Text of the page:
By Shivan Lala | The information in this post has been updated as of May 21, 2020
As state governments begin reopening businesses and public areas, public health officials have emphasized the importance of comprehensive testing before such actions can be taken. For many, “comprehensive testing” refers to the availability of SARS-CoV-2 antibody tests, which allows an individual to know if they were exposed to the virus that causes COVID-19. However, the antibody test may be an inaccurate measure of protective immunity against the virus, creating the need for more defined correlates of protection before full state reopening can be considered.
Correlates of protection are quantifiable, objective immune parameters that demonstrate protection against an infectious pathogen (1). While the currently available antibody tests determine exposure to SARS-CoV-2, the specific readout (IgG levels) does not provide any information on if the individual is protected – a key consideration in approaching state reopening. Measuring an individual’s IgG levels alone only shows the total amount of antibody produced, without testing the ability of said antibody to effectively neutralize the virus. While the IgG test is a useful diagnostic tool, state governments should focus on defining correlates of protection to inform their decisions.
Luckily, we can turn to both emerging COVID research and previous infectious disease research to more explicitly define these parameters. A preprint review of 18 coronavirus infection studies provides more specific definitions of immunological protection (2), including counts of various antibody types and experiments that test the ability of antibodies to neutralize the virus. Similar parameters were defined during the Ebola outbreak of 2014, which defined many mechanistic and non-mechanistic correlates of protection, such as virus-specific T cell count, blood RNA analysis, and innate lymphocyte count (3) – all of which provide a more robust view of an individual’s immune response beyond simple recognition of a pathogen.
As state governments develop reopening strategies, correlates of protection beyond serum IgG count must be considered. Efforts should be made to ensure testing focuses on functionally relevant immune parameters, which will provide the safest timetable for state reopening. While this process is more time consuming, it is paramount to ensuring the health of state populations and state economies, mitigating the effects of a potential “second wave” (4) of SARS-CoV-2 infection. By making the effort to provide robust testing, governments can build a more accurate and safe roadmap to approach their reopening efforts.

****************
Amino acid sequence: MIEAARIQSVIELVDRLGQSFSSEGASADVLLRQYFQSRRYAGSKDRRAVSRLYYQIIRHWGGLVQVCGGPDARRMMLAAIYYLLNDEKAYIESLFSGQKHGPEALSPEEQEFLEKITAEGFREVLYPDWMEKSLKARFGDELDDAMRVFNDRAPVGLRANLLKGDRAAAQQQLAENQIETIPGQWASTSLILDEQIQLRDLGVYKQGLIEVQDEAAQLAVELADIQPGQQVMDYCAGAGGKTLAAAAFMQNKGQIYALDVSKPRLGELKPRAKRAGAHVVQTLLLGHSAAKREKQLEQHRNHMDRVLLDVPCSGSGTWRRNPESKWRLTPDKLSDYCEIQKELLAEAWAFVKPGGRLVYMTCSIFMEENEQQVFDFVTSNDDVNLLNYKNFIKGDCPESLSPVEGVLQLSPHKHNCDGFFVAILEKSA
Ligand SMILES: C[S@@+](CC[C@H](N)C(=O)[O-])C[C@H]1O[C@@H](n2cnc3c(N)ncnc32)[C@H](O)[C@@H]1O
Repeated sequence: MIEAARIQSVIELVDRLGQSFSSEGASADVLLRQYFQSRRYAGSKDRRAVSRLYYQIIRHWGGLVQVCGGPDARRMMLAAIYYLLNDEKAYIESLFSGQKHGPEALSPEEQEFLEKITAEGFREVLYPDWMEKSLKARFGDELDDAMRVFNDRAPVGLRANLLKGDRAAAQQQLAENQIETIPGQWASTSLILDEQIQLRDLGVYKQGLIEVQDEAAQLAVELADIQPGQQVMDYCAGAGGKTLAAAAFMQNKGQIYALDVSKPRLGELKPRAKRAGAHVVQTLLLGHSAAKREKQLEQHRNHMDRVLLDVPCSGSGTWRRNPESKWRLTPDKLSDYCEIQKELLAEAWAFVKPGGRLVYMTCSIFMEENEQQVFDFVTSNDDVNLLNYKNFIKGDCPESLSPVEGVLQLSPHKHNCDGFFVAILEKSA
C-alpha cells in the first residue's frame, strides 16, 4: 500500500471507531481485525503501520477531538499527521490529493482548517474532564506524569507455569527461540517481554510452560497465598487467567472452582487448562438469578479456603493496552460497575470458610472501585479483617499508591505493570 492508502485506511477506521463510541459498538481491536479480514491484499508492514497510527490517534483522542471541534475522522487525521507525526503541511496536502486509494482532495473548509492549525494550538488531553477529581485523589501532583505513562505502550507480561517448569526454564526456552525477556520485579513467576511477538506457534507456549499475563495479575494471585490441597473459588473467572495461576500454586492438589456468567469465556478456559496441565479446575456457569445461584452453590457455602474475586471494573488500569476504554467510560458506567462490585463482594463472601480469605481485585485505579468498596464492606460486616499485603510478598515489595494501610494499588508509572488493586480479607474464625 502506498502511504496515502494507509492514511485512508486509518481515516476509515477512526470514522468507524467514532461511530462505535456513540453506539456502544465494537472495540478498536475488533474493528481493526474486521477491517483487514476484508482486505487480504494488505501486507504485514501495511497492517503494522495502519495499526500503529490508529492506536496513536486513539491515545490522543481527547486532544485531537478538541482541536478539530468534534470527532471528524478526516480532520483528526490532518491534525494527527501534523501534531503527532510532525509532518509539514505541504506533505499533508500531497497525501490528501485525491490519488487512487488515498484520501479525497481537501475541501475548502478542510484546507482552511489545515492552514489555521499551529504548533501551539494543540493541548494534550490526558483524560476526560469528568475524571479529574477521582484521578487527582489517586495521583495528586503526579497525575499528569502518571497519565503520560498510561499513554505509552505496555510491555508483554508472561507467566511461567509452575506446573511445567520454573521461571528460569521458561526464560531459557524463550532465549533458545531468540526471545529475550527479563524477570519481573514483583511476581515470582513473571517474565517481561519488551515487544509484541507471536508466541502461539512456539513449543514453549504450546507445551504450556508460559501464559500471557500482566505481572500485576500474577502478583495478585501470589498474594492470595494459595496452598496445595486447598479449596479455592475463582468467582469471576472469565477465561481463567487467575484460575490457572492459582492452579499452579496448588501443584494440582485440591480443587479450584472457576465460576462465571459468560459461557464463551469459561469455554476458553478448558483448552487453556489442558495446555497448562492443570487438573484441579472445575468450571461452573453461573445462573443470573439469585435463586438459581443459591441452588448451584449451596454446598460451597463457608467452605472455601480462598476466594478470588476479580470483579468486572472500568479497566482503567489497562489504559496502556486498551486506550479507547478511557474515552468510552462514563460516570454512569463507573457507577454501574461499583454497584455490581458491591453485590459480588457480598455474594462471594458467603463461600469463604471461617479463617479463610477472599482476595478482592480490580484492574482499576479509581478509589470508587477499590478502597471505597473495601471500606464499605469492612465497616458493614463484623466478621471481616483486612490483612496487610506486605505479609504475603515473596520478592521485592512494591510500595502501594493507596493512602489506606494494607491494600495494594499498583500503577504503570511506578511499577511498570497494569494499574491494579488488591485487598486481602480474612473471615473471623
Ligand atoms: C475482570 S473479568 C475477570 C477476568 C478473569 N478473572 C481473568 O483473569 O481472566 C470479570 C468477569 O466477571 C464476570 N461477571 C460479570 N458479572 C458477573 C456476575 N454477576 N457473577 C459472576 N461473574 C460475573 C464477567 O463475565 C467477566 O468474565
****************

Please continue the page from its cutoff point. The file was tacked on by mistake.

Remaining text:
A common theme among countries beginning to reopen is vigorous testing – New Zealand, for example, has expanded its testing criteria to include a variety of lab tests, including RT-PCR and SARS-CoV-2 sequencing (5). However, New Zealand still relies on IgG testing as its primary diagnostic tool, a strategy paralleled by countries like Germany (6) that are starting to lift restrictions on businesses and public places. While testing in New Zealand and Germany did not rely on expanded correlates of protection, these countries quickly enacted thorough testing and prevention policies, allowing them to begin reopening. In comparison, the United States response has been significantly slower and less effective, creating the need to expand testing parameters beyond IgG. While it may be too late to follow the example set by New Zealand and Germany, defining concrete indicators of protective immunity represents the most safe and time-efficient path to state reopening.
1. Altmann, D. M., Douek, D. C. & Boyton, R. J. Comment What policy makers need to know about COVID-19 protective immunity. Lancet 6736, 19–21 (2020).
2. Huang, A. T. et al. A systematic review of antibody mediated immunity to coronaviruses: antibody kinetics, correlates of protection, and association of antibody responses with severity of disease. medRxiv (2020) doi:10.1101/2020.04.14.20065771.
3. Medaglini, D., Santoro, F. & Siegrist, C. A. Correlates of vaccine-induced protective immunity against Ebola virus disease. Seminars in Immunology vol. 39 65–72 (2018).
4. Lipsitch, M. Predicting the COVID-19 Pandemic | Coronavirus (COVID19) | JN Learning | AMA Ed Hub. AMA Ed Hub https://edhub.ama-assn.org/jn-learning/audio-player/18468053 (2020).
5. New Zealand Ministry of Health. COVID-19 case definitions. (2020).
6. Bennhold, K. With Broad, Random Tests for Antibodies, Germany Seeks Path Out of Lockdown - The New York Times. The New York Times (2020).